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The shadow of a doubt? Evidence for perceptuo-motor linkage during auditory and audiovisual close-shadowing

Abstract : One classical argument in favor of a functional role of the motor system in speech perception comes from the close-shadowing task in which a subject has to identify and to repeat as quickly as possible an auditory speech stimulus. The fact that close-shadowing can occur very rapidly and much faster than manual identification of the speech target is taken to suggest that perceptually induced speech representations are already shaped in a motor-compatible format. Another argument is provided by audiovisual interactions often interpreted as referring to a multisensory-motor framework. In this study, we attempted to combine these two paradigms by testing whether the visual modality could speed motor response in a close-shadowing task. To this aim, both oral and manual responses were evaluated during the perception of auditory and audiovisual speech stimuli, clear or embedded in white noise. Overall, oral responses were faster than manual ones, but it also appeared that they were less accurate in noise, which suggests that motor representations evoked by the speech input could be rough at a first processing stage. In the presence of acoustic noise, the audiovisual modality led to both faster and more accurate responses than the auditory modality. No interaction was however, observed between modality and response. Altogether, these results are interpreted within a two-stage sensory-motor framework, in which the auditory and visual streams are integrated together and with internally generated motor representations before a final decision may be available.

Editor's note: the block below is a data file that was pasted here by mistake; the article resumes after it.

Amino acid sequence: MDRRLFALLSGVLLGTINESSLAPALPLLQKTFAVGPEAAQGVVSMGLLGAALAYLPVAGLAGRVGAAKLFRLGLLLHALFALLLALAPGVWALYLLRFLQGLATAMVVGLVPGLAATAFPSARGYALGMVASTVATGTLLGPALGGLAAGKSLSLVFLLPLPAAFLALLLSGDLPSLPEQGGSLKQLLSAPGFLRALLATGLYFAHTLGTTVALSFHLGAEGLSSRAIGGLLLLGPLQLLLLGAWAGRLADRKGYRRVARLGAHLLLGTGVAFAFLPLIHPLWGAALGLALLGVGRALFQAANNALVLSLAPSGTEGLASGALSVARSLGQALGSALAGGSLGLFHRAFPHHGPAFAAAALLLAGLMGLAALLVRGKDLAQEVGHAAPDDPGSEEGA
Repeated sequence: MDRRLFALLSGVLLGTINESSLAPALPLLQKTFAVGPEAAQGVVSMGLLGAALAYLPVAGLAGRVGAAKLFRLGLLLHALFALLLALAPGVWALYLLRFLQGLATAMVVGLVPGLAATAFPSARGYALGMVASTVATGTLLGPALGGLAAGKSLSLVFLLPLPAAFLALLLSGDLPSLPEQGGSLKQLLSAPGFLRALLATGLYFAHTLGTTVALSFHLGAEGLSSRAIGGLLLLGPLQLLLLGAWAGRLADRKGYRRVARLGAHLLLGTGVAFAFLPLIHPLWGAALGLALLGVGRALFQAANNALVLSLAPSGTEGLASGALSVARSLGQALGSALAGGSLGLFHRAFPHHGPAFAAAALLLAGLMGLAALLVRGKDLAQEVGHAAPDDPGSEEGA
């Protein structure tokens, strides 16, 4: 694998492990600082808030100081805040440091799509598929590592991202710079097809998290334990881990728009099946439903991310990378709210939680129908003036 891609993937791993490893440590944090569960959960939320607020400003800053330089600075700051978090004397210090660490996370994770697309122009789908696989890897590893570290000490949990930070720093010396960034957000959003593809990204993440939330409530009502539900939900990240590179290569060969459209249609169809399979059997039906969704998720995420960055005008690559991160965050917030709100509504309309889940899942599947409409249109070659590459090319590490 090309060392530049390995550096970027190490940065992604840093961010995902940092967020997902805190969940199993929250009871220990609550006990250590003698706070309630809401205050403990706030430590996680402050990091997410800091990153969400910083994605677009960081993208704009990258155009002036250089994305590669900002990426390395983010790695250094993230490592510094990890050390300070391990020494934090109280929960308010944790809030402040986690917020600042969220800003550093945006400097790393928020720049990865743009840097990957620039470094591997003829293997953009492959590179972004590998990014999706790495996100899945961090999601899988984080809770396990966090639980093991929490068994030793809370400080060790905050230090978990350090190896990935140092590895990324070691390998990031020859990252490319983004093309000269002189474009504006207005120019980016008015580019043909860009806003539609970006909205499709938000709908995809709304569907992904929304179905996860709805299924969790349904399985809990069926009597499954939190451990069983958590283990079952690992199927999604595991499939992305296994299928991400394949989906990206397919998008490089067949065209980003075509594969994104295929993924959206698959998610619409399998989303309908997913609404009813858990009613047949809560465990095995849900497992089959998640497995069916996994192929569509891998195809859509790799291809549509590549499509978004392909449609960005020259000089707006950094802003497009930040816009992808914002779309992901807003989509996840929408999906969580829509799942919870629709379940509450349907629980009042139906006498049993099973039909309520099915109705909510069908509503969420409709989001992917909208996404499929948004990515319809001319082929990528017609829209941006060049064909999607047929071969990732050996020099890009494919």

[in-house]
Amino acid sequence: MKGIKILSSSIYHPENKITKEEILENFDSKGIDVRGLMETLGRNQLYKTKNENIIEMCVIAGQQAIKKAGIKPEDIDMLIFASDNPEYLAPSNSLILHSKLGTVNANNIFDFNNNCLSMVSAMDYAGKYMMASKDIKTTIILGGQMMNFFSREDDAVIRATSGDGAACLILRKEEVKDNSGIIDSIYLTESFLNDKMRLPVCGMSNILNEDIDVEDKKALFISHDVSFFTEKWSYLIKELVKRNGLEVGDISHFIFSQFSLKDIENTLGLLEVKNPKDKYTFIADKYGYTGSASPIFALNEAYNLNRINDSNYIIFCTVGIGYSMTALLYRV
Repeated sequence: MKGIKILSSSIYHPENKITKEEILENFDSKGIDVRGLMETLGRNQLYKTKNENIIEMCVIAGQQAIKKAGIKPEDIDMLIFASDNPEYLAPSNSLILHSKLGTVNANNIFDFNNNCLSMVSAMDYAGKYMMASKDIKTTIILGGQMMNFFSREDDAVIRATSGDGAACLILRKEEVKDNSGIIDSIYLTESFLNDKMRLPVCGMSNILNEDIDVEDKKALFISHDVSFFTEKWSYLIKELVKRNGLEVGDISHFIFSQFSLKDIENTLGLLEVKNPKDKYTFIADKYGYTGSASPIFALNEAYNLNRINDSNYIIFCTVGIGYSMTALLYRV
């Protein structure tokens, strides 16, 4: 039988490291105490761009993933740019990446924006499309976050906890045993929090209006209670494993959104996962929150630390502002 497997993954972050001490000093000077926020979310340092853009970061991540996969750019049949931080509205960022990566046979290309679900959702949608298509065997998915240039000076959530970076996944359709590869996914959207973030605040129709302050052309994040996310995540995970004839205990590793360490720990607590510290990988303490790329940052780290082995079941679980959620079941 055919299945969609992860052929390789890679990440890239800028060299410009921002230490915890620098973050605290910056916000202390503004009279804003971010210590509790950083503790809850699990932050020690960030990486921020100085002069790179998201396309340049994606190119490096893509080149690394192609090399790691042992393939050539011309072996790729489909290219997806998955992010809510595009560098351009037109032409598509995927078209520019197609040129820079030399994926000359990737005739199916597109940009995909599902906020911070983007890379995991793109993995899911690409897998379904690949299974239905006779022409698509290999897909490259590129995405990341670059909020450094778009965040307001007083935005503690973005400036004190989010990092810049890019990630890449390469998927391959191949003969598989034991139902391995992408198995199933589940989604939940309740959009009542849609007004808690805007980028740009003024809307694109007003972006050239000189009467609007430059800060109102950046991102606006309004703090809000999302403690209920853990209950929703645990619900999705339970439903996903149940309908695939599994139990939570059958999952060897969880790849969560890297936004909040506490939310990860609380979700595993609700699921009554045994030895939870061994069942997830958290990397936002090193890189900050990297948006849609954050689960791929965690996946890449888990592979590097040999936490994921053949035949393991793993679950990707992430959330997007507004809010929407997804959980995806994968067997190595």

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Submitted on : Tuesday, October 7, 2014 - 2:58:32 PM
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Lucie Scarbel, Denis Beautemps, Jean-Luc Schwartz, Marc Sato. The shadow of a doubt? Evidence for perceptuo-motor linkage during auditory and audiovisual close-shadowing. Frontiers in Psychology, Frontiers, 2014, pp.5:568. ⟨10.3389/fpsyg.2014.00568⟩. ⟨hal-01072092⟩

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